Calculate the Present and Future Value of an Ordinary Annuity

Woman calculating an annuity's present and future values
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Three approaches exist to calculate the present or future value of an annuity amount, known as a time-value-of-money calculation. You can use a formula and either a regular or financial calculator to figure out the present value of an ordinary annuity. Additionally, you can use a spreadsheet application such as Excel and its built-in financial formulas.

An Annuity Defined

In the general sense, an annuity means a series of payments, either made by you or coming to you. These payments:

  • have a fixed value
  • take place on a regular schedule, such as monthly, quarterly, or annually
  • are made for a fixed period of time, such as five or 10 years

When people discuss annuities, they're often referring to an investment product offered by insurance companies. These investment instruments involve fixed payments made into the annuity for a certain number of years, capital appreciation at a predefined interest rate, and then, upon retirement, fixed payouts as an income replacement.

Paying fixed rent each month represents another example of an annuity since it's a regular series of payments to your landlord.

The Formula for Present Value

When you calculate the present value (PV) of an annuity, you'll be able to find out the value of all the income the annuity's expected to generate in the future.

The calculation factors in the amount of interest the annuity pays, the amount of your monthly payment, and the number of periods, usually months, that you expect to pay into the annuity.

The PV calculation represents the time-value-of-money concept, which says that a dollar now has more value than a dollar earned in the future, because of the interest you could have earned by investing those future dollars today.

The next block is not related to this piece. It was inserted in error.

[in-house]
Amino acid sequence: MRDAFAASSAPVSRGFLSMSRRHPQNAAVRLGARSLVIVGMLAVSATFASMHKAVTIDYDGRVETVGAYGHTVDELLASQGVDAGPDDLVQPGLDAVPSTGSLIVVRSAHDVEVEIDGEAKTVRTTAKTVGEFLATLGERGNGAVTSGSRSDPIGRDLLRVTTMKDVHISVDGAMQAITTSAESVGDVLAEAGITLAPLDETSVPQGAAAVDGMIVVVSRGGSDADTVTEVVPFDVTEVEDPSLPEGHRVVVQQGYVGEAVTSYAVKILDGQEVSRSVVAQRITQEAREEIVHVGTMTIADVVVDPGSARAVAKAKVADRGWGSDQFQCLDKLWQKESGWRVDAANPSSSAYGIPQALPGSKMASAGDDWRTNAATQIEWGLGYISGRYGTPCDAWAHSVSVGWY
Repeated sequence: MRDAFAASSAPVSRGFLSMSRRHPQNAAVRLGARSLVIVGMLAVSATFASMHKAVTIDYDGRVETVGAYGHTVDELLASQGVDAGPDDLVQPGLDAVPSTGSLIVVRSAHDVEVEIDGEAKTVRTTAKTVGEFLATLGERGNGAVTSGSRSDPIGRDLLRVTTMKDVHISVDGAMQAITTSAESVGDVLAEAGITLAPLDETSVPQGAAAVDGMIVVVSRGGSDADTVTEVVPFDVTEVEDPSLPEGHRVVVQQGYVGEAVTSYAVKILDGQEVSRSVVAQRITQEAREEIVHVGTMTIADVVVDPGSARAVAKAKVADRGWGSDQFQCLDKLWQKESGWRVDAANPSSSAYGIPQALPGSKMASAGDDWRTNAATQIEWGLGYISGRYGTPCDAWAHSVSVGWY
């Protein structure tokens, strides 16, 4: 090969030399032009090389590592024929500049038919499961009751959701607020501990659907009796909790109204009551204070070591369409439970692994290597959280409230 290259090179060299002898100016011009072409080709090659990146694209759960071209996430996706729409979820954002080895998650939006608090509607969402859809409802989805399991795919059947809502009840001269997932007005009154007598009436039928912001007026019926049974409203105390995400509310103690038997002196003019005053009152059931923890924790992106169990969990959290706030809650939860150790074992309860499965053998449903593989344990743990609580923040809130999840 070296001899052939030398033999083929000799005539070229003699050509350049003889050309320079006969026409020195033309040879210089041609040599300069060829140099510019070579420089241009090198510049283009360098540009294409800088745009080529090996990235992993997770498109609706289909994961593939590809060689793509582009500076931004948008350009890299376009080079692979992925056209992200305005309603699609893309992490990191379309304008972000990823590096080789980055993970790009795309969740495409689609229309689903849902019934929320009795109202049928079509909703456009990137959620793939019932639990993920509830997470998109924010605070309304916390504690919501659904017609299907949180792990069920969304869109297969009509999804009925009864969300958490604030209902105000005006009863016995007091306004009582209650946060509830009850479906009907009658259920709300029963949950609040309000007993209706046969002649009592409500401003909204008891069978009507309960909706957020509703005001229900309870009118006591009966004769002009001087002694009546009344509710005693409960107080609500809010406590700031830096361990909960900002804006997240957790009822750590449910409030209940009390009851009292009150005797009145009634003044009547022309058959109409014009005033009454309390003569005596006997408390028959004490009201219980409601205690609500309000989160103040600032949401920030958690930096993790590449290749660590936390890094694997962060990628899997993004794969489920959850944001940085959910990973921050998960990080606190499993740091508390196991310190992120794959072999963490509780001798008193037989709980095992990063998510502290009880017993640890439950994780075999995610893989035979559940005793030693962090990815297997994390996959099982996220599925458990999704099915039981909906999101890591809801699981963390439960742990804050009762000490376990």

The PV calculation uses the number of payment periods to apply a discount to future payments. You can use the following formula to calculate an annuity's present value:

PV of annuity = P * [1 - ((1 + r) ^(-n)) / r]


P = periodic payment

r = periodic interest rate

n = number of periods

Note that this equation assumes that the payment and interest rate do not change for the duration of the annuity payments.

An Example

Say you want to calculate the PV of an ordinary annuity with an annual payment of $100, an interest rate of five percent, and you are promised the money at the end of three years.

Using the PV of annuity formula, you would calculate the amount as follows:

Present value of annuity = $100 * [1 - ((1 + .05) ^(-3)) / .05] = $272.32

When calculating the PV of an annuity, keep in mind that you are discounting the annuity's value. Discounting cash flows, such as the $100-per-year annuity, factors in risk over time, inflation, and the inability to earn interest on money that you don't yet have. Since you do not have the yearly $100 annuity, or $300 in your hand today, you can't earn interest on it, giving it a discounted value today of $272.32.

Using the above formula to work PV problems takes a little time. You can use a financial calculator or a spreadsheet application to more efficiently calculate present values.